Tag Archives: zoning and licensing

Alabama House Bill 167 and Senate Bill 222

Alabama House Bill 167 and Senate Bill 222 would define a business as a “sexually oriented business” if it has “any business offering for sale, rent or the exhibit of items or services intended to provide sexual stimulation or sexual gratification to the customer.”

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Alabama House Bill 153

Alabama H.B. 153 would impose a 30% tax on material that is legally obscene for adults and “adult novelty items.” “Adult novelty items” is defined to include “material that is sexually oriented in nature.”

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Baltimore County Council Bill 50-10

Baltimore County Council Bill 50-10 would define a business as an “adult business” if 15 percent of stock and trade, floor space or revenue is derived from material that describes or depicts sexual activities.

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Indiana House Bill 1042

Indiana H.B. 1042 would bar any business or individual from selling any material that contains “sexually explicit” content unless they have registered with the Secretary of State.

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Tennessee Senate Bill 2860 and House Bill 3081

Tennessee S.B. 2860 and H.B. 3081 would impose a 25% tax on any material “harmful to minors”; any material sold or rented at a store with an “adults only” section; and any movies with “sexually explicit” content, with the exception of movies rated “R” or “NC-17″ by the Motion Picture Association of America.

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677 New Loudon Corporation v. New York Tax Appeals Tribunal

The U.S. Supreme Court denied the petition for a writ of certiorari, concerning whether a state may discriminate in taxation among First Amendment-protected materials based on the perceived value of their content.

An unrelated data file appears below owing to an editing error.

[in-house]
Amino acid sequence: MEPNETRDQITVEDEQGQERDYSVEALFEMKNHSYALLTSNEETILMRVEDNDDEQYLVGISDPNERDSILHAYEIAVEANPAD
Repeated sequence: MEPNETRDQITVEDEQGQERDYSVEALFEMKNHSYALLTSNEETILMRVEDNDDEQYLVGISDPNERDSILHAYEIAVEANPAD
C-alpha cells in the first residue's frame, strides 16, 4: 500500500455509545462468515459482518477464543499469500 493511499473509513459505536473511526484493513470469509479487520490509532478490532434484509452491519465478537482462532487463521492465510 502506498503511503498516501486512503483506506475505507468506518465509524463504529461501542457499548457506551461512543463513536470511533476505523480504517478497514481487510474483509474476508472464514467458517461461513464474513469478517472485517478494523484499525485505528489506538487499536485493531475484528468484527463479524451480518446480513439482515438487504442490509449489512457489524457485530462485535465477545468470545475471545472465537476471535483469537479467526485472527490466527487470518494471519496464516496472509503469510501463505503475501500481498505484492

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City of Littleton, Colorado v. Z. J. Gifts D-4, L.L.C.

The U.S. Supreme Court upheld a Littleton, Colorado ordinance that does not provide a prompt judicial determination for adult licensing decisions.

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City of Los Angeles v. Alameda Books, Inc.

The U.S. Supreme Court ruled that Los Angeles could use its 1977 study as the basis for an ordinance that did not allow two adult facilities in the same building.

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City News & Novelty, Inc. v. City of Waukesha

The U.S. Supreme Court dismissed the case without reaching a decision on the merits, concerning whether municipalities must provide prompt judicial determination or simply the right to file promptly for judicial review in adult businesses licensing cases.

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Press Release: Media Organizations Ask Supreme Court to Review New York Decision Which Approved Content-Based Tax on First Amendment-Protected Communication

Some of Media Coalition’s members signed an amicus brief asking the Supreme Court to review a decision of the New York Court of Appeals which upheld a content-based tax on communication protected by the First Amendment.

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